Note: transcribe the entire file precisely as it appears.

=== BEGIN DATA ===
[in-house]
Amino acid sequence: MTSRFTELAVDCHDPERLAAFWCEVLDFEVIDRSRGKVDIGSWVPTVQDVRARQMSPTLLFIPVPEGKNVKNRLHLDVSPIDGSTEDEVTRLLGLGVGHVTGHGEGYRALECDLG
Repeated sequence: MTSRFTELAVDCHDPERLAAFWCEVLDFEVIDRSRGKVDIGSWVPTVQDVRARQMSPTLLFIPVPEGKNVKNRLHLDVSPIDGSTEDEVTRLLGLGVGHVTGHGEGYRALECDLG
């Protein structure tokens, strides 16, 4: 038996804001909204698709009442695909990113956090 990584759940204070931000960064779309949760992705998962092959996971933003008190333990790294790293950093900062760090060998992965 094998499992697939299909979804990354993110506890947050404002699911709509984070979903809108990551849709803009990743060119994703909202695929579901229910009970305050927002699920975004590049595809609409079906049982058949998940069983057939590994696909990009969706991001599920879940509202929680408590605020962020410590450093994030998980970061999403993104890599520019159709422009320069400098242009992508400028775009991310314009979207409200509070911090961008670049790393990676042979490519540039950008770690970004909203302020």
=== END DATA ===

[in-house]
Amino acid sequence: MTSRFTELAVDCHDPERLAAFWCEVLDFEVIDRSRGKVDIGSWVPTVQDVRARQMSPTLLFIPVPEGKNVKNRLHLDVSPIDGSTEDEVTRLLGLGVGHVTGHGEGYRALECDLG
Repeated sequence: MTSRFTELAVDCHDPERLAAFWCEVLDFEVIDRSRGKVDIGSWVPTVQDVRARQMSPTLLFIPVPEGKNVKNRLHLDVSPIDGSTEDEVTRLLGLGVGHVTGHGEGYRALECDLG
């Protein structure tokens, strides 16, 4: 038996804001909204698709009442695909990113956090 990584759940204070931000960064779309949760992705998962092959996971933003008190333990790294790293950093900062760090060998992965 094998499992697939299909979804990354993110506890947050404002699911709509984070979903809108990551849709803009990743060119994703909202695929579901229910009970305050927002699920975004590049595809609409079906049982058949998940069983057939590994696909990009969706991001599920879940509202929680408590605020962020410590450093994030998980970061999403993104890599520019159709422009320069400098242009992508400028775009991310314009979207409200509070911090961008670049790393990676042979490519540039950008770690970004909203302020």